Roots of linear sum of Fibonacci polynomials


by ekkilop
Tags: fibonacci, linear, polynomials, roots
ekkilop
ekkilop is offline
#1
Nov30-12, 01:08 PM
P: 26
For what complex numbers, x, is

Gn = fn-1(x) - 2fn(x) + fn+1(x) = 0

where the terms are consecutive Fibonacci polynomials?

Here's what I know:

1) Each individual polynomial, fm, has roots x=2icos(kπ/m), k=1,...,m-1.

2) The problem can be rewritten recursively as
Gn+2 = xGn+1 + Gn,
G1 = x-2,
G2 = x2 - 2x + 2
with characteristic equation Y2 - xY - 1.
If a and b are the roots of the characteristic equation, then
Gn = an + bn - 2(an - bn)/(a-b)
Choosing x=-2icosh(z) is an option that leads to an expression in terms of cosh(nx), sinh(nx) and sinh(x) but it doesn't get me any further.

Has anyone got an idea on an alternative approach to this problem?
Does anyone know of previous studies of this type of problem?

Thank you
Phys.Org News Partner Mathematics news on Phys.org
Math modeling handbook now available
Hyperbolic homogeneous polynomials, oh my!
Researchers help Boston Marathon organizers plan for 2014 race
mfb
mfb is offline
#2
Nov30-12, 04:18 PM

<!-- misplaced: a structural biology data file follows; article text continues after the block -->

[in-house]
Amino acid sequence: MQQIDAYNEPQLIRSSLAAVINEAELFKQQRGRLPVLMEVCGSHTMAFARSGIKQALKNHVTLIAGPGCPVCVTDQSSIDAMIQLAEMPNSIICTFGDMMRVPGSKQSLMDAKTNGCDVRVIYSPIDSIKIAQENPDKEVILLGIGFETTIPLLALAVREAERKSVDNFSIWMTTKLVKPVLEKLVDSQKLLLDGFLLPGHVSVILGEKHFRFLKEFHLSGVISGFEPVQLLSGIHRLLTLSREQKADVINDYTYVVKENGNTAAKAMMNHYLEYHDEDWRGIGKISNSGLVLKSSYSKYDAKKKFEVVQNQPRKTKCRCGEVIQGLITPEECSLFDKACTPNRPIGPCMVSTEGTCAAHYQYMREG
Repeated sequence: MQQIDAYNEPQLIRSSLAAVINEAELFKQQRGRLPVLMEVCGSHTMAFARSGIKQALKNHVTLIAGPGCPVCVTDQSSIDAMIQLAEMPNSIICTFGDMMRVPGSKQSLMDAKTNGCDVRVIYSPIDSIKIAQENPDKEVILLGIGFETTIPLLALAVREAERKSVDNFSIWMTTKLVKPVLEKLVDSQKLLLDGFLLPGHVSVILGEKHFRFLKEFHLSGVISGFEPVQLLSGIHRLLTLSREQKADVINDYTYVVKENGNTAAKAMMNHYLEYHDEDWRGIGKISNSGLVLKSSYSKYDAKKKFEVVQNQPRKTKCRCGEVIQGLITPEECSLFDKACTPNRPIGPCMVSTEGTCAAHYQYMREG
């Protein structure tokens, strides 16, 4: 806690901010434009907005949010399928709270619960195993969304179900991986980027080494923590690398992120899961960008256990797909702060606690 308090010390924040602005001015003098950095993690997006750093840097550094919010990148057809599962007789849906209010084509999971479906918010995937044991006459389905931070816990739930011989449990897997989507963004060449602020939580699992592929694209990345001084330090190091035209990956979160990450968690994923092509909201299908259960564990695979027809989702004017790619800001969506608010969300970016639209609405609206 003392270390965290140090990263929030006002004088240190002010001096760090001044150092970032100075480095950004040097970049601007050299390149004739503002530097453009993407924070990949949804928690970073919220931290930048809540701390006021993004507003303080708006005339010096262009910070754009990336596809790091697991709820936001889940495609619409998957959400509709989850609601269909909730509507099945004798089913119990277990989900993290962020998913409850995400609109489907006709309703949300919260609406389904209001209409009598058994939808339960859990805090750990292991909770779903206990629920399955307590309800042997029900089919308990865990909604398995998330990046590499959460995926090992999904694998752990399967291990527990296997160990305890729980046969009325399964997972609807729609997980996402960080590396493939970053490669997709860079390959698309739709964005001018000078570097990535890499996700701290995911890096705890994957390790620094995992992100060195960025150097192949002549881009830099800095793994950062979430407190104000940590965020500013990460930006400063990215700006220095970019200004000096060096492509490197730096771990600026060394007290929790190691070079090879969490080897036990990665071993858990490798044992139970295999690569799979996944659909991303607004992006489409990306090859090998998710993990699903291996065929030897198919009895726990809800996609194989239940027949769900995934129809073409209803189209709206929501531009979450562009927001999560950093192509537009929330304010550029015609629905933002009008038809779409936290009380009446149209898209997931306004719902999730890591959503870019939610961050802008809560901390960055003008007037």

Mentor
P: 10,864
Some approach to guess solutions:

G1 has a single solution ##x=2##
G2 has two solutions ##x=1\pm i##
##G_3 = x^3-2x^2+3x-2## has three solutions ##x=1##, ##x=\frac{1}{2}(1\pm i\sqrt{7})##
##G_4 = x^4-2x^3+4x^2-4x+2## has four solutions ##x=\frac{1}{2}(1\pm i)-\sqrt{-1\mp \frac{i}{2}}## and ##x=\frac{1}{2}(1\pm i)+\sqrt{-1\mp \frac{i}{2}}##
The product of all solutions is 2 in all tested cases, and looking at the recursive definition and the first expressions I think this will be true for all n.

G_5 gives an interesting graph for the roots. Looks a bit like a christmas tree.
Same thing for G_6, but without simplification the expression is quite long.
ekkilop
ekkilop is offline
#3
Nov30-12, 04:53 PM
P: 26
Thanks for your reply!

Interesting observations. Yes, you're right! The product of the solutions will be 2 since G can be written as the characteristic polynomial of a matrix with determinant 2. Since the solutions come in complex conjugated pairs this suggests some pretty strict bounds.

The solutions also add up to 2 as it seems.

Have you got any clues to why the real part of the solutions are larger than zero?


Register to reply

Related Discussions
Roots of polynomials over GF(p) Linear & Abstract Algebra 3
Roots of polynomials Calculus & Beyond Homework 2
Roots of polynomials... Precalculus Mathematics Homework 7
Polynomials do or don't have integer roots? Precalculus Mathematics Homework 12
roots of complex polynomials Linear & Abstract Algebra 7